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Undergraduate Studies Welcomes Biggest Incoming Class

This fall marks the biggest incoming Undergraduate Studies class ever: 1,400 students, up more than 50% from last year’s incoming class of 900. This brings the total number of undergraduates enrolled in the school to a record 2,900 students beginning in the fall 2012 semester. The initial concern, according to Associate Dean Larry Abraham, was whether the Center for Strategic Advising & Career Counseling had enough advisors to provide the in-depth major exploration process Undergraduate Studies advisors give students undecided on a direction. The school also serves students in any college or school who are exploring options, so the overall increase in UT’s fall enrollment has a particular impact on Undergraduate Studies. In response to these factors, the CSA&CC hired three new advisors who have just finished training and are ready to advise students.

All incoming UGS students were also directed to Wayfinder, a multifaceted online tool that assists prospective, admitted, and current students at UT Austin in choosing an academic major. Wayfinder is used to supplement academic advising, not as a replacement. Assistant Dean for Advising David Spight noted that the advisors are looking forward to welcoming all of the new UGS students at Gone to Texas on August 28.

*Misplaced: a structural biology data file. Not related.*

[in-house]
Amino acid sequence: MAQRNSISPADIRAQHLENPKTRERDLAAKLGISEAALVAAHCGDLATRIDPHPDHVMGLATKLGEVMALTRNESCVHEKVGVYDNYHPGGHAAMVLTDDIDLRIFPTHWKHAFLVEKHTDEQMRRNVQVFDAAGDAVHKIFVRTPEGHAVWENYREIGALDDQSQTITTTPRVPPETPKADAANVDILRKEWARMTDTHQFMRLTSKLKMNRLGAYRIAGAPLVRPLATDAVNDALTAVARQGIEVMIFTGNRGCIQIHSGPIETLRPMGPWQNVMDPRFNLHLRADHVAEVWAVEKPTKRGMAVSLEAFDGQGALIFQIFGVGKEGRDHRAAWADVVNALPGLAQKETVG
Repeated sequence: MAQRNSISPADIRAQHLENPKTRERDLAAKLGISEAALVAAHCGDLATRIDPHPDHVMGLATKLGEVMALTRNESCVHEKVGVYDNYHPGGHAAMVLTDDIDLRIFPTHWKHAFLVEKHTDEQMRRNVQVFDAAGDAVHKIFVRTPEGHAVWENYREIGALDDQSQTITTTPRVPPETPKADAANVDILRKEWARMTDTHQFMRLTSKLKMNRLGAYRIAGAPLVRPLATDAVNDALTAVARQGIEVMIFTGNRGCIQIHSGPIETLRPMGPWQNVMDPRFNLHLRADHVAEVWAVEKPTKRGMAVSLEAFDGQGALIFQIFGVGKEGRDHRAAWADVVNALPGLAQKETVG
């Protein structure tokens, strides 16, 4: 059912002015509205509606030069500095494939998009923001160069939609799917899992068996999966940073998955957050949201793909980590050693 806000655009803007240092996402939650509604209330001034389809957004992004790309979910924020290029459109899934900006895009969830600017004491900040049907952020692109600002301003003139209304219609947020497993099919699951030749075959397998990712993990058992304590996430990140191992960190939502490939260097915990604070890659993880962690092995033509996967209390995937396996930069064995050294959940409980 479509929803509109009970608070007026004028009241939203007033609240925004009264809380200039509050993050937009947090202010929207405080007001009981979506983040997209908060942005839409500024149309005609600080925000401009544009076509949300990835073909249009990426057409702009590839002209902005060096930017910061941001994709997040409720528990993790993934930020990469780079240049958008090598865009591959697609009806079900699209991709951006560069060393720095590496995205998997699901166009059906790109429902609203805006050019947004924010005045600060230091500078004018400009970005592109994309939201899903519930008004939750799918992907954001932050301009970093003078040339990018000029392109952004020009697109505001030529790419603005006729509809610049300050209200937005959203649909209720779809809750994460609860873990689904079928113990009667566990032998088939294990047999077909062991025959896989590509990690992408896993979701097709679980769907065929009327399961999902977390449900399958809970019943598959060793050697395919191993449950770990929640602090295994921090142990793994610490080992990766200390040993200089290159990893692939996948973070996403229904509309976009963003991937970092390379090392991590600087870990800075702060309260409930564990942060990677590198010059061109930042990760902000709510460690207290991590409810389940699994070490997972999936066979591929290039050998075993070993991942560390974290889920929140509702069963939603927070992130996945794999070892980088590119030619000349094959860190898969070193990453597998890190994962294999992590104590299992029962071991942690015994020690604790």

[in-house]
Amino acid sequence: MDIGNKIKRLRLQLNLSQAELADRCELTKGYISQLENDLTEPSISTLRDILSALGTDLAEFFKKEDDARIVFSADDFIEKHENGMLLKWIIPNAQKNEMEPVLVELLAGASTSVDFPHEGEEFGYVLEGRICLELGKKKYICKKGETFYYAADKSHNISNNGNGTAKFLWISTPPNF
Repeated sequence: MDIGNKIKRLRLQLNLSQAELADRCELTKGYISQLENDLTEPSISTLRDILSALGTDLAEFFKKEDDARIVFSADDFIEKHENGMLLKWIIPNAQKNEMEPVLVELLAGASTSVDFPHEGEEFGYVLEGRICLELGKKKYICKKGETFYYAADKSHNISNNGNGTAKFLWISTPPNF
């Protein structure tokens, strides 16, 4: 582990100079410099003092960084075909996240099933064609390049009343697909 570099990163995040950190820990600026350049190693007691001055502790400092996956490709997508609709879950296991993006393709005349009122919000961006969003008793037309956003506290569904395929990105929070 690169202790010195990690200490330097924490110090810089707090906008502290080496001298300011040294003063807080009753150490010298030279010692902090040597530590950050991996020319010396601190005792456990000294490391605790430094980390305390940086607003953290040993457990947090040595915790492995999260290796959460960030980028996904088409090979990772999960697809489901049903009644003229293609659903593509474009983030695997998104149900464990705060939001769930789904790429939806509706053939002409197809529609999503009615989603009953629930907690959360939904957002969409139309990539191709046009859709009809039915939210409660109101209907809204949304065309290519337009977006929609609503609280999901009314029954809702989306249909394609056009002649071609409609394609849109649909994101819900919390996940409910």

Another response to increased enrollment came from the First-year Interest Group (FIG) program, which added nine new academic FIGs open only to UGS students. A FIG is a cohort of up to 25 first-year students who develop community by taking two to four classes together, and are generally within the same college or school. Students satisfy degree requirements while forging a link between academic and social experiences. Of the nine additional FIGs added to UGS, a few Natural-Sciences-oriented FIGS were added because a large number of students in UGS had selected the College of Natural Sciences as their first choice. “We tried to make sure the FIGs that we added addressed those areas of interest,” said Assistant Dean for Advising David Spight. “The courses that were associated with those FIGs, whether it be the signature course topics or the other courses in the FIG clusters, we made sure they were along those lines in the sciences.”